That's a decent solution too.

module FlyingCreature
  def move_to(target)
      puts can_move_to?(target) ?
        "flying to #{target}"
        : "can't fly to #{target}"
  def can_move_to?(target)
    true # flying creatures don't care

module AfraidOfEvens
  def can_move_to?(target)
    return target%2 != 0

a = Object.new

The Same in C++

  • Composition over inheritance
  • Late binding
  • "Messages" over "methods"
  • Messages separate from classes
  • Wait... Do we even want this in C++?
    • It has a better performance than scripting languages, even ones with JIT compilation
    • It's less complex since it lacks a binding layer
    • It lets you write more C++
    • It is compatible with scripting languages

DynaMix Solution


DynaMix Dragon

object dragon; // just an empty object


::set_model(dragon, "dragon.x");
::decide_action(dragon); // attack player


::decide_action(dragon); // read keyboard

DynaMix Mixin

class monster_ai
    void decide_action()
        ::move_to(dm_this, good_guy);
  • Yup. No inheritance. The libary is non-intrusive.
  • dm_this is like self: the object we're a part of

This Is Impossible!

  • Yes it is.
  • In a header file we need:
  • This is enough to mutate objects
  • Also in a .cpp file we need:
DYNAMIX_DEFINE_MIXIN(monster_ai, decide_actions_msg);
  • This is how we "tell" the library which messages will be added to the object's interface, when this mixin is mutated-in


DYNAMIX_MESSAGE_0(void, decide_action);
DYNAMIX_MESSAGE_1(void, move_to, object*, target);
DYNAMIX_MESSAGE_2(rt, foo, arg1_t, arg1, arg2_t, arg2);


    And that's how we truly separate the interface from the implementation.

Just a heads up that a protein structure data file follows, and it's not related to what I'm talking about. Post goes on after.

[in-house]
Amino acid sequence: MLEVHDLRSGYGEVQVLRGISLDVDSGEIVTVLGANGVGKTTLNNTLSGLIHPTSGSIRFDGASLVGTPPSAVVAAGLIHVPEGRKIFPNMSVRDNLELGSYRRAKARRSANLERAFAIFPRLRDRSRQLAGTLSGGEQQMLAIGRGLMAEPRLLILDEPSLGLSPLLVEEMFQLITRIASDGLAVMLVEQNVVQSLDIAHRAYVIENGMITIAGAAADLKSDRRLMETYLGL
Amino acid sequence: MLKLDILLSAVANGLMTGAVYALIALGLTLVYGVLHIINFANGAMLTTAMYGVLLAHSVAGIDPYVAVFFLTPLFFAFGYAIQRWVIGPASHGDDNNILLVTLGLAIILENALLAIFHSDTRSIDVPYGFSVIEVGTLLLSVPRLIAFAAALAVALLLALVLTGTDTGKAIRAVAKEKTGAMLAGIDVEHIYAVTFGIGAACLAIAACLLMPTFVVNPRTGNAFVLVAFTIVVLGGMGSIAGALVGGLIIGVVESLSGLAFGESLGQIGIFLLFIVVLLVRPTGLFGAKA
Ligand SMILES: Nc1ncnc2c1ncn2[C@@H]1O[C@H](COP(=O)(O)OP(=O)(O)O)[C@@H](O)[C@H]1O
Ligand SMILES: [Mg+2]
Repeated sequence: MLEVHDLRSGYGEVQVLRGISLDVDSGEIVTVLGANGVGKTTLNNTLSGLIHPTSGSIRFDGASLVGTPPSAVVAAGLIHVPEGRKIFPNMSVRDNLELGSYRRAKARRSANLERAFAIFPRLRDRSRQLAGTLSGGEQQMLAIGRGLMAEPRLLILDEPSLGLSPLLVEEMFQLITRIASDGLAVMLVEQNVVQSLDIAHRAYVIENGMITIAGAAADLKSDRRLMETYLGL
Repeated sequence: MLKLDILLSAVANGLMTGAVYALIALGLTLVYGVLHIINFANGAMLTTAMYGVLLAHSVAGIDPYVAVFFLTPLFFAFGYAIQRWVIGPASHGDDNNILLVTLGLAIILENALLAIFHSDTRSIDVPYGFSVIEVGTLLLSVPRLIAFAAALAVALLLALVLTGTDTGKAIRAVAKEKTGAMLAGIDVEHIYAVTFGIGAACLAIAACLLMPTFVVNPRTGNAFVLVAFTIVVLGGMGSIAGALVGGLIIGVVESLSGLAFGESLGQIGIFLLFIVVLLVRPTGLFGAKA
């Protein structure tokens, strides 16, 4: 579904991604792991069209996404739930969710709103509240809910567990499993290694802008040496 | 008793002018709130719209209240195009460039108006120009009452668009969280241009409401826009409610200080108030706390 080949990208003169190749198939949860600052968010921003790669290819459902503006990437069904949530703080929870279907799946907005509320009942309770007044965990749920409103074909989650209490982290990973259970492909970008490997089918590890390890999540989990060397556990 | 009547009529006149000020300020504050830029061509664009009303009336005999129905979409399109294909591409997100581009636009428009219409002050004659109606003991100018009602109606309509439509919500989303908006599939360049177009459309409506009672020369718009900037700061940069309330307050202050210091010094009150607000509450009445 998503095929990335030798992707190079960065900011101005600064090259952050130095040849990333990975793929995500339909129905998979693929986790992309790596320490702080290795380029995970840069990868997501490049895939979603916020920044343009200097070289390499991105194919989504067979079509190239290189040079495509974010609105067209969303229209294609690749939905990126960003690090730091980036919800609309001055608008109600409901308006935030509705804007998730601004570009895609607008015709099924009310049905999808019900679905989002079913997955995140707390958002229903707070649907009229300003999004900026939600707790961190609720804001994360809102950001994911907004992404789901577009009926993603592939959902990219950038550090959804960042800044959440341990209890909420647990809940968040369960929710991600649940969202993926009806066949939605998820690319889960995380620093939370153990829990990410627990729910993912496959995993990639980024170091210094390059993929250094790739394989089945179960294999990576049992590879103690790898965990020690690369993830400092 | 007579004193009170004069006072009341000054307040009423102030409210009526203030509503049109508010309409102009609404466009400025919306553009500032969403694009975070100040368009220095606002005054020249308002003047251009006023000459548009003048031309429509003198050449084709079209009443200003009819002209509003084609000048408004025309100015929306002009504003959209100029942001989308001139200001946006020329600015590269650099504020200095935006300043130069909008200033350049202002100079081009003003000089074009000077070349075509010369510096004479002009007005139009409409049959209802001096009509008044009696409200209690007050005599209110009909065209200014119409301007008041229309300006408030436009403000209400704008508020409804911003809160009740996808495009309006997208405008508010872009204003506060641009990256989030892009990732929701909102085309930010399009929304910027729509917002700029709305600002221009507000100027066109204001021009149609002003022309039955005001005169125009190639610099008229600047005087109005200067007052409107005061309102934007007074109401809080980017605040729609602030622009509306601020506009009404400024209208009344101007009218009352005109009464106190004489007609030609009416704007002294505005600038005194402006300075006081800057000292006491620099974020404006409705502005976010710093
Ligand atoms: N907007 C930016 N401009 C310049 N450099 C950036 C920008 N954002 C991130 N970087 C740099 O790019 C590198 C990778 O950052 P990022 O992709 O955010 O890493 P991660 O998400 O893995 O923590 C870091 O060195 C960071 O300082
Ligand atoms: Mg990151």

Eye candy time!


When to Use DynaMix?

  • When you're writing software with complex polymorphic objects
  • When you have subsystems which care about interface (rather than data)
  • When you want plugins which enable various aspects of your objects
  • Such types of projects include
    • Most CAD systems
    • Some games: especially RPGs and strategies
    • Some enterprise systems

When Not to Use DynaMix?

  • Small scale projects
  • Projects which have little use of polymorphism
  • Existing large projects
  • In performance critical code


  • Message calls, as any polymorphic call, are slower than function calls
  • They are comparable to std::function
  • Mutations can be fairly slow. Internal types
  • Memory overhead
    • For objects: pointers but mainly size of mixins
    • For unique types: sparse arrays of mixins
  • Thread safety
    • Calling messages is safe
    • Mutating an object in one thread and calling messages on it in another is not safe
    • Mutating two objects in two threads is safe


  • Compose and mutate objects from mixins
  • Have uni- and multicast messages
  • Manage message execution with priorities
  • Easily have hot-swappable or even releaseble plugins
  • There was no time for:
    • Custom allocators
    • Multicast result combinators
    • Implementation details



Borislav Stanimirov / ibob.github.io

DynaMix is here: github.com/ibob/dynamix/
Link to these slides: http://ibob.github.io/slides/dynamix/
Slides license Creative Commons By 3.0
Creative Commons License